The guide section 13 is with its extending slide plate 96 the only rigid component which is located above the floor 14 of the cargo compartment 3 in the vicinity of the loading aperture 5. Since the guide section 13 permits passage of the belts 10 and the conveying surface 18 between its underside and the floor 14 of the cargo compartment 3 via the gap 83, it deflects slightly under a load located on the guide section 13, reducing the gap 83, particularly if the support rollers 85 and 86 are not installed or are located at such a distance apart as permits such motion. For this reason, the tension condition in the guide section 13 between the retaining rails 50 is an indicator for the load located on the conveying device 9 in standstill condition, with the result that the guide section 13 can to some extent serve as an automatic scale for the load applied. For this reason, at least one strain gauge can be installed on an area subject to tensile loading under loading of the upper side of the guide section 13. Naturally, it is appropriate to install the strain gauge in such a way that it is not exposed to load concentrations from cargo, or to other detrimental forces; for instance, it should be set into an external surface or installed in the internal surface of the guide section 13. Alternatively, a number of strain measuring elements can be installed in the form of strain gauges and an indicator of weight determined using a suitable evaluation system. In case of excess weight, a simple electronic system can be used to actuate an indicator lamp or to disable the conveying device 9. It would in this way be possible to prevent with certainty any overloading of the floor 14, and appropriate multiple arrangements and individual evaluation systems for sensors would also make possible detection of local overloads if necessary.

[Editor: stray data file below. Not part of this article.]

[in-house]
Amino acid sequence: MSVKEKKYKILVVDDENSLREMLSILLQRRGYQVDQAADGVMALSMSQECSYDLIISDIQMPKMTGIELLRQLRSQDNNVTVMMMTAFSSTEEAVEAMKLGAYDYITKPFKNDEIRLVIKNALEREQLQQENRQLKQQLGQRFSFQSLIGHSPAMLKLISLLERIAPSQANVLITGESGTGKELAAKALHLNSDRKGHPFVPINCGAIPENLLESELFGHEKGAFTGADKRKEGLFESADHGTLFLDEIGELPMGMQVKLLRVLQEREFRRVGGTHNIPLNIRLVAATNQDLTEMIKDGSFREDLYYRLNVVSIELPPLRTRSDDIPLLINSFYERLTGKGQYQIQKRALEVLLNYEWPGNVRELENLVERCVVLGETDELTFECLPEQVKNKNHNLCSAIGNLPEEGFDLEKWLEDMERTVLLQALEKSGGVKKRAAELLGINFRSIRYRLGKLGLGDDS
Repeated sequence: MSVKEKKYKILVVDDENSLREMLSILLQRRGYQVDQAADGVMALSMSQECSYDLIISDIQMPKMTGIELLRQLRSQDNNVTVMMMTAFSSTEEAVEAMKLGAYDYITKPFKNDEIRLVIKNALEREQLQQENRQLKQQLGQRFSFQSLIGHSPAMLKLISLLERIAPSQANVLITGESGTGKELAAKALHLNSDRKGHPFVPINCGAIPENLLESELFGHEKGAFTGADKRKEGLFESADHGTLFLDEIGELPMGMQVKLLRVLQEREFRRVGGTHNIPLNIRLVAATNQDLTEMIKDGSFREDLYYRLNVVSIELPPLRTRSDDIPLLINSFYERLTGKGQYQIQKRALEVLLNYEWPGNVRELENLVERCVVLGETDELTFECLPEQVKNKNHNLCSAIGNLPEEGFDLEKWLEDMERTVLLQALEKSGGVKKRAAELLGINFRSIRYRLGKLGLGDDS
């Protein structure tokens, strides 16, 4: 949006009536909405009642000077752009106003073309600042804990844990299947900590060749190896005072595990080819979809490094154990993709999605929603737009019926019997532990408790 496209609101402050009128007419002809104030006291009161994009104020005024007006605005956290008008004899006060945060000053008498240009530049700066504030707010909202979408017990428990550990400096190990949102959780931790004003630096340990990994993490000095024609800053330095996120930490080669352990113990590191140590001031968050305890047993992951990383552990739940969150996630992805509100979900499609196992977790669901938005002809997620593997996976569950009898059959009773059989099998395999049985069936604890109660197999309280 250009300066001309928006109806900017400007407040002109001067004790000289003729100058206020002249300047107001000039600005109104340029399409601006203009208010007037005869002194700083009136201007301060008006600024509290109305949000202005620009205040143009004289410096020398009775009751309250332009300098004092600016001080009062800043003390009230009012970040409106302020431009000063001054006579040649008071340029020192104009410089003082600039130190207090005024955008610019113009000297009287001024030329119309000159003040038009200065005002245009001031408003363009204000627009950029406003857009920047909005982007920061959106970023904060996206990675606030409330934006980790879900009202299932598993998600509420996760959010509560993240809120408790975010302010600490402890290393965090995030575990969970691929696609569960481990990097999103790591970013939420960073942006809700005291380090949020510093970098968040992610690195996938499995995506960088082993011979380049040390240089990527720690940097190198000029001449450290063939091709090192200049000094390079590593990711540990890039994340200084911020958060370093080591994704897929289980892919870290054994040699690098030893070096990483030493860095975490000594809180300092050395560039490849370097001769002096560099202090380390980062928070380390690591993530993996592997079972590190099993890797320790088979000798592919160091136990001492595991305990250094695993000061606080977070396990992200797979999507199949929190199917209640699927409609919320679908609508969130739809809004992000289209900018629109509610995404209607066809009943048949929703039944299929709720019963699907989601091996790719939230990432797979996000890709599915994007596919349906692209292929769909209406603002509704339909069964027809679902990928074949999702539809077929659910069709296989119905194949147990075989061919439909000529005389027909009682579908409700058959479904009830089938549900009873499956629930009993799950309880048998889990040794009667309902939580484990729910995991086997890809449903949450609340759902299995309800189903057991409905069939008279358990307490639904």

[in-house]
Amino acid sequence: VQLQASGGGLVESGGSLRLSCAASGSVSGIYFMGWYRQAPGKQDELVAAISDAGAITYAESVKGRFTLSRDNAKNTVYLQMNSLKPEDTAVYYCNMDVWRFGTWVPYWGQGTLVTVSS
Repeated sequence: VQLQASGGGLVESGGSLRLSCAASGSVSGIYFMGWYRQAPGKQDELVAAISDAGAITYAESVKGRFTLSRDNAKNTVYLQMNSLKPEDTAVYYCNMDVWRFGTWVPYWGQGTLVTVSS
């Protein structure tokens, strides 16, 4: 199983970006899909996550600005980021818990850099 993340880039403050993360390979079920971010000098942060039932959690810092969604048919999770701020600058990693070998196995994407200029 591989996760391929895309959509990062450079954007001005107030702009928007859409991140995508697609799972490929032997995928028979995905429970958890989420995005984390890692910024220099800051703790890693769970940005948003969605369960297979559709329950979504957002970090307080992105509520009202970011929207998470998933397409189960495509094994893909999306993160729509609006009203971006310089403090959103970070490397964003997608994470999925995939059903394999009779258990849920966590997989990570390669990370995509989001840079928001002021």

At least in those sections which are not required for fixing of the ramp 61, the guide section 13, the slide plate 96 or the running rail 29, the sectional rails 31 can fulfil their basic purpose, namely the securing of cargo. It need not be stated that in such a special case in which the cargo may not be moved up using the conveying device 18 after it has been secured, it must be ensured that the drive for the conveying device 9 cannot be started with the lashings in place.